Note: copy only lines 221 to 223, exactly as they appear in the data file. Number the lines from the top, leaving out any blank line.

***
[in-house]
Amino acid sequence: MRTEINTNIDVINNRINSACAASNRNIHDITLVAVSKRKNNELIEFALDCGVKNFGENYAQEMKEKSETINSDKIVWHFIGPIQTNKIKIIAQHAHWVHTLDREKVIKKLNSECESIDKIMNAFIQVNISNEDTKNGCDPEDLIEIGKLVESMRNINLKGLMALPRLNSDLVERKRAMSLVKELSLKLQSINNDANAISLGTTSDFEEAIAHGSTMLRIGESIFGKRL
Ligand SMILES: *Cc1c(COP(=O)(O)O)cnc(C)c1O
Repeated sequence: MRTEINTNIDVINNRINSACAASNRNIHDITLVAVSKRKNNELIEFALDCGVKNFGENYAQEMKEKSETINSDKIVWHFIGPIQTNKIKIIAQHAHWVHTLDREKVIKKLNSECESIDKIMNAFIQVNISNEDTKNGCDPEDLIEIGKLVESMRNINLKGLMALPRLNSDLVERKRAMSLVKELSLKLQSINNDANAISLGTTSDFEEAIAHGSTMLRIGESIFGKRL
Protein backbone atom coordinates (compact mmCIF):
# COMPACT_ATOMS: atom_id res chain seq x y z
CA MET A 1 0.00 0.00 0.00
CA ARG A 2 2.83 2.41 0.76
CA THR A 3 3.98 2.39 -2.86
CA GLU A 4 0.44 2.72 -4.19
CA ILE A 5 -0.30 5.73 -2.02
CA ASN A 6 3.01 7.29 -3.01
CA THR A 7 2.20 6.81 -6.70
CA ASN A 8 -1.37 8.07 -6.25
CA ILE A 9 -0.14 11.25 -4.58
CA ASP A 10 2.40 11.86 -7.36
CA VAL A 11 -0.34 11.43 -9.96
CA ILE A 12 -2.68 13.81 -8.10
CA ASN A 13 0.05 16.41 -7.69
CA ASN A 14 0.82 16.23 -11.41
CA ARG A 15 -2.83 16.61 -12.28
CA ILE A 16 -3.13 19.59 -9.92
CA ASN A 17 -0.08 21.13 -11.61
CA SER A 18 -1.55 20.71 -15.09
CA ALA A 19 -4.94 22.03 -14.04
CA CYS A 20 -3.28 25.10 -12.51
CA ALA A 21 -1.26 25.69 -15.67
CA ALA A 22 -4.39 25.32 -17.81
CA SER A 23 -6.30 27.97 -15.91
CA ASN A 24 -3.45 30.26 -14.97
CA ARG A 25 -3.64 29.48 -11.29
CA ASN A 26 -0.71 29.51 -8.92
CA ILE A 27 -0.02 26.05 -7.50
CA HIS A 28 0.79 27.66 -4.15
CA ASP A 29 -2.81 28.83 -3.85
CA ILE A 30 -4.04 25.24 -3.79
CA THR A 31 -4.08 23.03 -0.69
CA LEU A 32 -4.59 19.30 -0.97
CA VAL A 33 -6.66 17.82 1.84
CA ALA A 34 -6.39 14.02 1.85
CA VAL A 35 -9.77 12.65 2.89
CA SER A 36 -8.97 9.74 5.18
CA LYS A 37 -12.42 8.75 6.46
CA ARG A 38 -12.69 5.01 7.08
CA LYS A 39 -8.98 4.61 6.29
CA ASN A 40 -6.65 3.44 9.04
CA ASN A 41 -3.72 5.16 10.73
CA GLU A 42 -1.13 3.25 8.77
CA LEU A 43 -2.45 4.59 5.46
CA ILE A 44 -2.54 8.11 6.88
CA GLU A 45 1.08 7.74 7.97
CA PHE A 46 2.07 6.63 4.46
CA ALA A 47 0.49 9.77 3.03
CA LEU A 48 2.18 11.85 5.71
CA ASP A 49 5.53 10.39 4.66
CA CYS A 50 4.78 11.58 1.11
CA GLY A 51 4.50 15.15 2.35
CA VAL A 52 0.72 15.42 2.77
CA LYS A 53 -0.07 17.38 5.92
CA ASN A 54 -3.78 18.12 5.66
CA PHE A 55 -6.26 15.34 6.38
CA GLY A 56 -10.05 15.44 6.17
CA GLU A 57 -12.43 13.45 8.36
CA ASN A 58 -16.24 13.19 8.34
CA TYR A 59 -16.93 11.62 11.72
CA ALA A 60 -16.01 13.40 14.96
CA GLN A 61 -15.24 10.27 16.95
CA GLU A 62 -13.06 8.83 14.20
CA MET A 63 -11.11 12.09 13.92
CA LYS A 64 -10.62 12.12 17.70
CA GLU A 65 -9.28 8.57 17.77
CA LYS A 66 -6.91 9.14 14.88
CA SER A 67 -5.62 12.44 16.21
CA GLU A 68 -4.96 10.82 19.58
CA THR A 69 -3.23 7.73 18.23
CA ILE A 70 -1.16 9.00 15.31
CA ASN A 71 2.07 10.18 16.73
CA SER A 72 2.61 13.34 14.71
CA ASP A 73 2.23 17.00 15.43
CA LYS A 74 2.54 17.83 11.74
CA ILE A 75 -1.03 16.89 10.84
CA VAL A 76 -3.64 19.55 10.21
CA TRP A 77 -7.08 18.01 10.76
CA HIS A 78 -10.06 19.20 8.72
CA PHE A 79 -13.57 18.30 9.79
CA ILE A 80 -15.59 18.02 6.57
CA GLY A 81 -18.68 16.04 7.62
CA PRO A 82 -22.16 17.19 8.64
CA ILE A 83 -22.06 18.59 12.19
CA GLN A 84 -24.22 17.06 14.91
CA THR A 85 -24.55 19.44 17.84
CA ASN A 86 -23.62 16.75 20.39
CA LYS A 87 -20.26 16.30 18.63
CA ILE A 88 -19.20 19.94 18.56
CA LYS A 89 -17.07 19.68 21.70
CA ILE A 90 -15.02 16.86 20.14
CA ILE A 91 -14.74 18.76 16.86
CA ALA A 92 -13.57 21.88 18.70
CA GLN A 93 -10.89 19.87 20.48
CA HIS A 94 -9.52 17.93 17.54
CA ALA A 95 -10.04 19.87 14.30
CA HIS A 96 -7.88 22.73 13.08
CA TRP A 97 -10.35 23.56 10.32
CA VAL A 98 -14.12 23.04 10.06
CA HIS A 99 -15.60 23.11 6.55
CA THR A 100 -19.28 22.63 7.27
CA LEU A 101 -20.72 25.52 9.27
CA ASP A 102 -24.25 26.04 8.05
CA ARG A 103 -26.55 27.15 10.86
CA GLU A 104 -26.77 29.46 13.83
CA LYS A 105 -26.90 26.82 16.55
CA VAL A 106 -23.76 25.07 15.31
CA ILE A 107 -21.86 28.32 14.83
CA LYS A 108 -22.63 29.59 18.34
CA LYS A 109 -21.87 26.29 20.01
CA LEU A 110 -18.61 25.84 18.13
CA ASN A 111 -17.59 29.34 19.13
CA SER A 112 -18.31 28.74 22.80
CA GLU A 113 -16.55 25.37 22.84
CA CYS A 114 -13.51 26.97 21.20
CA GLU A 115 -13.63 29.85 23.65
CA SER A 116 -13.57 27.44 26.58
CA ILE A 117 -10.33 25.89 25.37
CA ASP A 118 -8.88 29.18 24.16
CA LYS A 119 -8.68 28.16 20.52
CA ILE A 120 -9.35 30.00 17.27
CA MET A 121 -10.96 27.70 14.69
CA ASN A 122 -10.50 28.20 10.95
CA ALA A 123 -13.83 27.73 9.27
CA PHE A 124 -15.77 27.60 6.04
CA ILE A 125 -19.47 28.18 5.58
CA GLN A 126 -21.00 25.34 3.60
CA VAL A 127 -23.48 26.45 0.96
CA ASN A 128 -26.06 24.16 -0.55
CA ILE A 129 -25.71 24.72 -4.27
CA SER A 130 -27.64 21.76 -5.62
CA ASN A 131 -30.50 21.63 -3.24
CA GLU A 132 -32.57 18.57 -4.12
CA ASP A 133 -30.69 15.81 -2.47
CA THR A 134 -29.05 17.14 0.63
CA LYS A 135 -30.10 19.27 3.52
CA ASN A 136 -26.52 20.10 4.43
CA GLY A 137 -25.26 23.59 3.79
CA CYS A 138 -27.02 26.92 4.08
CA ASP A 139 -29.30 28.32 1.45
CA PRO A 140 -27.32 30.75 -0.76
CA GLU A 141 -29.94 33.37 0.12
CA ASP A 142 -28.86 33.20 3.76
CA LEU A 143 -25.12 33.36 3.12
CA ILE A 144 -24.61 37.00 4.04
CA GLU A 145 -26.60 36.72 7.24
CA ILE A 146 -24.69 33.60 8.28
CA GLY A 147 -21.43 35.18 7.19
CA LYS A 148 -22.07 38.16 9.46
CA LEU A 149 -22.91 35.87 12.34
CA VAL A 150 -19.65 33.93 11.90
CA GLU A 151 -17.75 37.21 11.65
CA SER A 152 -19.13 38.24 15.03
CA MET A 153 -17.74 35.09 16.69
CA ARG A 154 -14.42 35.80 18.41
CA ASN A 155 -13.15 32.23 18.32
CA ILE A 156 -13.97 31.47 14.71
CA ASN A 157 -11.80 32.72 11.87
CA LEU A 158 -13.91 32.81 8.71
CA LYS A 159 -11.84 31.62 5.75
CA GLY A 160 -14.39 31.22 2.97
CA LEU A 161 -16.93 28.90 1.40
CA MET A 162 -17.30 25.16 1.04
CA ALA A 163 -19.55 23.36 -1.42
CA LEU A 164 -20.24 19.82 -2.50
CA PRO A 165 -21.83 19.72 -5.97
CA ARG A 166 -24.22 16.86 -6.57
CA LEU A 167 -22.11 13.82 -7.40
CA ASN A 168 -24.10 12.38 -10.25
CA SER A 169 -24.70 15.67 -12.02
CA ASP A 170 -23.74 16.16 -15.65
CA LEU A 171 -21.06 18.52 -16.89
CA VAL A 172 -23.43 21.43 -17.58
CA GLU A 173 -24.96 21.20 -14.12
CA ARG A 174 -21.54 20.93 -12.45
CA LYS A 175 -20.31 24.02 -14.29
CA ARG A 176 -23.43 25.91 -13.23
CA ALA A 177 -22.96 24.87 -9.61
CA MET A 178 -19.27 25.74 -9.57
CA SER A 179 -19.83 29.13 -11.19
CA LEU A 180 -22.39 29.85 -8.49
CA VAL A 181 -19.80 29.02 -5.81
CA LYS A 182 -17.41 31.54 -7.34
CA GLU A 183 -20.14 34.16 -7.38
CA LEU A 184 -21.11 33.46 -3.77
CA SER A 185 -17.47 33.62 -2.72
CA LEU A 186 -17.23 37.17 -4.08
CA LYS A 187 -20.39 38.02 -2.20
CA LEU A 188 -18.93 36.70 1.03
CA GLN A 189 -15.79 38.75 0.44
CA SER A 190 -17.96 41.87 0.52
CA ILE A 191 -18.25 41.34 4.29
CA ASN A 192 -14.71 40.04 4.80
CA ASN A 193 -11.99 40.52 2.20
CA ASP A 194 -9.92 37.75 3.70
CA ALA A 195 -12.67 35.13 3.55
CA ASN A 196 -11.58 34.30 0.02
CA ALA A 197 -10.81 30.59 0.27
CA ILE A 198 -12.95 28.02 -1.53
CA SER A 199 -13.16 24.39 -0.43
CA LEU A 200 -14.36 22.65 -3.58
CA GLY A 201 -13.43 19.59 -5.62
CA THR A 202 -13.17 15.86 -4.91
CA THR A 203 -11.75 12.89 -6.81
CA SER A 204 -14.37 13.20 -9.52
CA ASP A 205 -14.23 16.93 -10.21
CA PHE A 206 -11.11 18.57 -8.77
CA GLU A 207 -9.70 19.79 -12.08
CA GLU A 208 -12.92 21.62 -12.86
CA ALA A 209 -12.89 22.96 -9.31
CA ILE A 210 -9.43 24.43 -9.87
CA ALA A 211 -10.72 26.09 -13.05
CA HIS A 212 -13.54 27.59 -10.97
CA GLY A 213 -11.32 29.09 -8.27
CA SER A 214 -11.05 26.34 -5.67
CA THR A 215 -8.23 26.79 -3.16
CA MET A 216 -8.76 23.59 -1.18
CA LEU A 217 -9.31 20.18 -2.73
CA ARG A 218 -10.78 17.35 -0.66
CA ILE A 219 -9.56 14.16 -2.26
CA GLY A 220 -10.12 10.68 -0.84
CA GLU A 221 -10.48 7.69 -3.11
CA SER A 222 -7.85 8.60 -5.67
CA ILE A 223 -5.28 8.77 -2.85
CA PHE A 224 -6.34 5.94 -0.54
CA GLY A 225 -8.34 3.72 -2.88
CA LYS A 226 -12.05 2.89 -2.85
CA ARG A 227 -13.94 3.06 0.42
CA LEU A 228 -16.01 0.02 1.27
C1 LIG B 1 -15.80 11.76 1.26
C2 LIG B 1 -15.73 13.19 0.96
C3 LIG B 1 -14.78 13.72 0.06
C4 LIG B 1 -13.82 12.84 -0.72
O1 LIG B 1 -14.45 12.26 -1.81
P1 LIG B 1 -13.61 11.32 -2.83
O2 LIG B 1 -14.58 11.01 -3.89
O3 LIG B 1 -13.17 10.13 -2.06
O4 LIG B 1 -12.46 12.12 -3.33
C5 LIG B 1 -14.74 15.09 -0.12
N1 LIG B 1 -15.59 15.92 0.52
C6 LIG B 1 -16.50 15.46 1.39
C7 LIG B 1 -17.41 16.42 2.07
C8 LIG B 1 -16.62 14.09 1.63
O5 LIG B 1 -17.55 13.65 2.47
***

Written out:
CA THR A 215 -8.23 26.79 -3.16
CA MET A 216 -8.76 23.59 -1.18
CA LEU A 217 -9.31 20.18 -2.73